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How can you make distributed Agile stand-ups succeed?

Face-to-face meetings are great, but they can be hard to pull off. Expert Gerie Owen has firsthand experience in making distributed Agile stand-ups work.

Distributed teams don't work in all organizations; it's important to have an already-established culture of distributed work. Some companies insist on "face time," which makes distributed Agile stand-ups extremely difficult to facilitate.

But a face time approach deprives teams of access to the best and most knowledgeable talent no matter where they are located. It also makes it difficult for teams that have been combined through mergers and acquisitions.

But if the culture has already been established, doing Agile stand-ups and other meetings are easy.  One option is to have dispersed team members work on the same schedule with those in earlier time zones. That can work if team members agree, and if the time difference is no more than a few hours.  It may be possible to compromise on a time that works for all.

I've worked with offshore teams as well as nearshore teams. It worked best to meet with offshore teams in my early morning, at the end of their day. They appreciated my efforts to meet with them during their work hours. With nearshore teams, it's easier to plan meetings because they are in closer time zones. 

I've also worked with a team in China, halfway around the world and a full 12 hours difference. That was a challenge, because one group or another is always up later into the evening. As Asian countries become more involved in offshoring, finding ways of collaborating with those teams will become more and more important.

For those types of distributed teams, consider using a wiki or similar tool to enable all team members to post information for the entire team to view and respond to. And ultimately, it's important for distributed teams to meet in person, at least once or twice a year, so they can establish bonds that help working relationships.

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How do you handle distributed standups in your organization?
We handle distributed standups by using Skype or Google Hangouts displayed on large TVs in the rooms at both locations. This allows the team members to at least see each other on the screen to better pickup on the non-verbal communication.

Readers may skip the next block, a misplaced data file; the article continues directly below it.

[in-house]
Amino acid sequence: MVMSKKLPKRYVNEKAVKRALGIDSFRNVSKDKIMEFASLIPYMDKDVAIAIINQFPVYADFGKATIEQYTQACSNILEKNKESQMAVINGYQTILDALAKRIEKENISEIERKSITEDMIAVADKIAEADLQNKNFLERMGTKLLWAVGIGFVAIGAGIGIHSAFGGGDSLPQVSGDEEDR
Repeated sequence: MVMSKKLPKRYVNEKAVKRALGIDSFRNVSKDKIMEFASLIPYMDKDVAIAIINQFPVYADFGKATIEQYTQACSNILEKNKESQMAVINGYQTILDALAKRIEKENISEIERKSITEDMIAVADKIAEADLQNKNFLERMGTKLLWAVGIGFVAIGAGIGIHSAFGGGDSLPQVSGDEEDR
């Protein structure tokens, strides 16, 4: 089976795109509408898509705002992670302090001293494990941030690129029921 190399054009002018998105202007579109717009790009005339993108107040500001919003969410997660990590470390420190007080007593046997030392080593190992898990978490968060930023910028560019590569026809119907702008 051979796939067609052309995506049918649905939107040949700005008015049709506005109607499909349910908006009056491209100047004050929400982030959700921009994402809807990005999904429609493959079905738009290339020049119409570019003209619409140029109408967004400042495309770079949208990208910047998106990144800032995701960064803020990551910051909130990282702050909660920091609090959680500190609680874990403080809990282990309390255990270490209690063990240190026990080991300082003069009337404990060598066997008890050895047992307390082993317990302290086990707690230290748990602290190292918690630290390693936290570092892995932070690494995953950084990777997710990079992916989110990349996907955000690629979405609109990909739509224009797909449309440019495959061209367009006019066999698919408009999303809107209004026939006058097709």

We’ve had some success with offshore teams using the option of meeting in our morning, which is at the end of the day, as mentioned in the article. For nearshore teams, we generally have an ongoing Skype or Google Hangout session running between the two locations all day. That works fairly well in conjunction with wikis and chat clients.
  1. call people by name
  2. Talk about actual work done, not specific ticket numbers. don't say I did task AC32, 
  3. Have collaboration tools, Video conferencing tools like Go to Meeting, Web Ex, Lync, Skype, Google Hangouts, etc.
  4. Have ways to share information electronically, and build expectations that everyone should be prepared to work from another site.
  5. Communicate schedules openly, and be prepared for some change.
  6. Establish core hours, and try to have your team stick to them.
It does seem like our remote team members have some difficulty engaging in stand-ups and other team meetings. They talk to what they've worked on, but never speak up beyond that. I can understand, because I find a lot of team meetings boring even in person, but when I call in, well it's pretty much excruciating! So much mumbling, trivial chit-chat and back-and-forth of side conversations! I usually end up not saying much and hoping for the meeting to end soon.